Herman Melville’s seafaring epic Moby-Dick is on its way to being declared the offical book of the state of Massachusetts, USA Today recently reported. Melville wrote the novel while living at a farmhouse (left) in Pittsfield in the Berkshire Mountains, where he was inspired by the view from his study window–Mt. Greylock, the highest point in Massachusetts, whose outline is said to look like the shape of a whale.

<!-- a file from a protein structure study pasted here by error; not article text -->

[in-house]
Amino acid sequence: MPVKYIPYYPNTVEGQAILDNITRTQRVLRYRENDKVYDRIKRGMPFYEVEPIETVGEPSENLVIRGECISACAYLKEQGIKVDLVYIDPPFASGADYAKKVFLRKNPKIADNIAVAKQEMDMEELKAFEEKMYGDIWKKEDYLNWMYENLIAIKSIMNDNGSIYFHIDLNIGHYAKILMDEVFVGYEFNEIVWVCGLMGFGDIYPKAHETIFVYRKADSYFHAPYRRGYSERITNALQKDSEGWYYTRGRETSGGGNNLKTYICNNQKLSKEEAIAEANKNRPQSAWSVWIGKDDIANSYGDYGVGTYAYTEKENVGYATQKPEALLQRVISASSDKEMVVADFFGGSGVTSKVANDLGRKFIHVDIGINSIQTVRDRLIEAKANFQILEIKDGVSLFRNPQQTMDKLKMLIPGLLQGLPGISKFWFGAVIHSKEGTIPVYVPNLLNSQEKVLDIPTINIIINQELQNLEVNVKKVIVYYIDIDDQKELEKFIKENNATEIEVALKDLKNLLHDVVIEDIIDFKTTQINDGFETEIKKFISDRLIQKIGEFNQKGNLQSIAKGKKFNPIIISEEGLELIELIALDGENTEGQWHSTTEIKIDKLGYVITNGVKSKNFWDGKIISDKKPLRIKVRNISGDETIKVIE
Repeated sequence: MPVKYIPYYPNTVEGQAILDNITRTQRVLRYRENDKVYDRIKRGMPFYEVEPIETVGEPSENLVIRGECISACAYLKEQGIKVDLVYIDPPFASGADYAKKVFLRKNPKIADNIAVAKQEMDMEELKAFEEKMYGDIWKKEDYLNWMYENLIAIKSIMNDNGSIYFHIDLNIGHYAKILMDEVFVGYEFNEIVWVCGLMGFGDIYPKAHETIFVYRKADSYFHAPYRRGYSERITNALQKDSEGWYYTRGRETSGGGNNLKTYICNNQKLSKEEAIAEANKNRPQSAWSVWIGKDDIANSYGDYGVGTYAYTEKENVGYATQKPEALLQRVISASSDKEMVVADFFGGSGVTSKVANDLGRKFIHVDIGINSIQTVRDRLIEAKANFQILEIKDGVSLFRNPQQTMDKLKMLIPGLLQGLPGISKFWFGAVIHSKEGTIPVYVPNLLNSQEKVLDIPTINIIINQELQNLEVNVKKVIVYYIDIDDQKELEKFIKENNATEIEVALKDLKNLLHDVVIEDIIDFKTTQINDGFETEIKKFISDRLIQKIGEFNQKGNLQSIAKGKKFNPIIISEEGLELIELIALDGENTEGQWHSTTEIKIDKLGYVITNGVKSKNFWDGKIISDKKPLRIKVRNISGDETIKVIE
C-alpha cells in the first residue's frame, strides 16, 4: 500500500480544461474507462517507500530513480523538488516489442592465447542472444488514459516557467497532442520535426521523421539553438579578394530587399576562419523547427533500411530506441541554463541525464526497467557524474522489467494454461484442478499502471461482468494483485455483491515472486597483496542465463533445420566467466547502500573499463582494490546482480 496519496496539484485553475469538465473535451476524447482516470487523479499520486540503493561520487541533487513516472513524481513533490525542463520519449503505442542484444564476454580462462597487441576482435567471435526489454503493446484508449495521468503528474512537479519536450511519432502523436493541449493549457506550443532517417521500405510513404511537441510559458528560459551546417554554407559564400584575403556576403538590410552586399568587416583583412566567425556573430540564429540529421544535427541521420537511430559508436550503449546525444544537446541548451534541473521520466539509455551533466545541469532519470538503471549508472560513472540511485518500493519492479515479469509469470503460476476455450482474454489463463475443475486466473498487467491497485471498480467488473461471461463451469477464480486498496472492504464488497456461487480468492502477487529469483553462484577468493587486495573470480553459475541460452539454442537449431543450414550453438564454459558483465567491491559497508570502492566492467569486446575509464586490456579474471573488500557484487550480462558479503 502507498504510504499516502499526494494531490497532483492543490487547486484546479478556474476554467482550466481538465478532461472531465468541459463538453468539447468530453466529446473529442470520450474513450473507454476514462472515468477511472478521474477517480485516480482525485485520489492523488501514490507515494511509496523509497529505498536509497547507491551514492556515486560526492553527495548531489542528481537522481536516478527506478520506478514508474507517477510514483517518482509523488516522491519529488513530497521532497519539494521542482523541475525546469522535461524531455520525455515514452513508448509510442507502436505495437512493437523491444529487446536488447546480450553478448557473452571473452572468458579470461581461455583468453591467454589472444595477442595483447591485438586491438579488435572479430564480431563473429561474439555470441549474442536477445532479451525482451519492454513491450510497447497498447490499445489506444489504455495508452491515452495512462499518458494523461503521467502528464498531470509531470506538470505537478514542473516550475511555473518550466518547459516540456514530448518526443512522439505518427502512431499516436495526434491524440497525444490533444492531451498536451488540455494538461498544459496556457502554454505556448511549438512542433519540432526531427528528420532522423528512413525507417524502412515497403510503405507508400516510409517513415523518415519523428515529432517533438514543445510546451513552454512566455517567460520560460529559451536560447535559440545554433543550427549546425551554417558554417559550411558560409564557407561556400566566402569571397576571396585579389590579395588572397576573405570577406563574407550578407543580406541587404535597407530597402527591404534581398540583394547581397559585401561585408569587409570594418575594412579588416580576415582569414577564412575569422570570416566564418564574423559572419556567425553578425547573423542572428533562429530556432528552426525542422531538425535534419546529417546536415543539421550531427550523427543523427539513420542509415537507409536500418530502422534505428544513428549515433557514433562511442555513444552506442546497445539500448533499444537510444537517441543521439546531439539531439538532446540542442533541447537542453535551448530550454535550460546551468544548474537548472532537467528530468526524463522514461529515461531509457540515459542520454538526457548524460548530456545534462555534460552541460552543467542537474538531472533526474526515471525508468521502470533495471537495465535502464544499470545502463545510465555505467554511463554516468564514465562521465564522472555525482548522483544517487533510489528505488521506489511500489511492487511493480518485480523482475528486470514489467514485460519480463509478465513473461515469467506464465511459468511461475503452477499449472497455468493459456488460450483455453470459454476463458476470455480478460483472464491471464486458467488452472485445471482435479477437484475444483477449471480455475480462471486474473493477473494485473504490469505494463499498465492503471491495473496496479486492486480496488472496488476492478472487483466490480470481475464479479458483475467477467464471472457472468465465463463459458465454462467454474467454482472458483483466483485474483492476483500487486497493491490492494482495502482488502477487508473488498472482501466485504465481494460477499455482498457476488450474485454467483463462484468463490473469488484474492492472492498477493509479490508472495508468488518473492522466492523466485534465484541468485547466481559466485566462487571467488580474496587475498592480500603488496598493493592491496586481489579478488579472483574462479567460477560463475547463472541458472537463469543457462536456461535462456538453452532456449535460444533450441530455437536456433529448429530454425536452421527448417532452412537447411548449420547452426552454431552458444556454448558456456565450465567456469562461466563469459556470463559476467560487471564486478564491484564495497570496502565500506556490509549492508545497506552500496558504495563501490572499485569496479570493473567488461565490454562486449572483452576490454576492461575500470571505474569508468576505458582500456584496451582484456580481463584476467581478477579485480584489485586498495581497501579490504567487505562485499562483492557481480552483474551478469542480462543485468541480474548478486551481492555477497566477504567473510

Moby-Dick‘s lauded status has caused some controversy, particularly from representatives in the town of Concord, which was home to Louisa May Alcott, Nathaniel Hawthorne, Ralph Waldo Emerson, and Henry David Thoreau.

There is certainly no shortage of literary riches in Massachusetts. It’s the state with the most author houses, five of which are in Concord alone.